Fortunately for the polar bears—and movie audiences—MacGillivrays don’t give up. Shaun and crew got lucky on the fifth trip to the arctic in four years and got the pivotal shots for the film. That love of nature and unique filmmaking, and inspiring others to respect it, is what motivates both Greg and Shaun. It’s what drove Greg to take his camera into the surfing lineups of California for his first film and Shaun to drag his camera to the frozen top of the world for his first IMAX movie.

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Stills from MacGillivray Freeman Films’ “National Park Adventure” and “Coral Reef Adventure”

Exploring America’s Sacred Land

That driving force was also put to the test in 2016’s “National Parks Adventure,” MFF’s off-trail adventure where a trio of adventurers set out to experience America’s most historic naturally beautiful places. Narrated by Academy Award-winner Robert Redford, the film’s greatest challenge was highlighting the vital history of the creation of the National Park System “while maintaining the exhilaration of exploring the parks in the here and now,” says Greg.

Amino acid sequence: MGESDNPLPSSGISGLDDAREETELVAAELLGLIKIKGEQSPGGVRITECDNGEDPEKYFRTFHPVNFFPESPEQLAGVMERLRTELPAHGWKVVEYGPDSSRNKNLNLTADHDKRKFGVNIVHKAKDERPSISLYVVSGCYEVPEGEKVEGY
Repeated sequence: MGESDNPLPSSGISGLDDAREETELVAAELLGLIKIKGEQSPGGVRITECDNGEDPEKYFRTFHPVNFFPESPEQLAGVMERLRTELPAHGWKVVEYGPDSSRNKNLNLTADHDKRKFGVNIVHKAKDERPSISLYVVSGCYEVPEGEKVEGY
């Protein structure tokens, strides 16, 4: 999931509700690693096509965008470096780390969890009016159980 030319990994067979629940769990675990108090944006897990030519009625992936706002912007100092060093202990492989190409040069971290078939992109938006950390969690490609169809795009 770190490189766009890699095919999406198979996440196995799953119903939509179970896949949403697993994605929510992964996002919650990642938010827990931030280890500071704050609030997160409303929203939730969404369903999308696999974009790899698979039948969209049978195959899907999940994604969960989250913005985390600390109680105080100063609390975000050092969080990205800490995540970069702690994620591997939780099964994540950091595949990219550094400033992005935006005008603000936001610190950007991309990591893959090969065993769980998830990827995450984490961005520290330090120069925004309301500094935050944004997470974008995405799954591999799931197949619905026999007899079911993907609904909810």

“The key was finding that tricky balance between bringing audiences on high-energy adventures while also telling the rich story of how the parks were protected in the first place. We might not have had any wilderness left to explore, because things were heading in that direction.”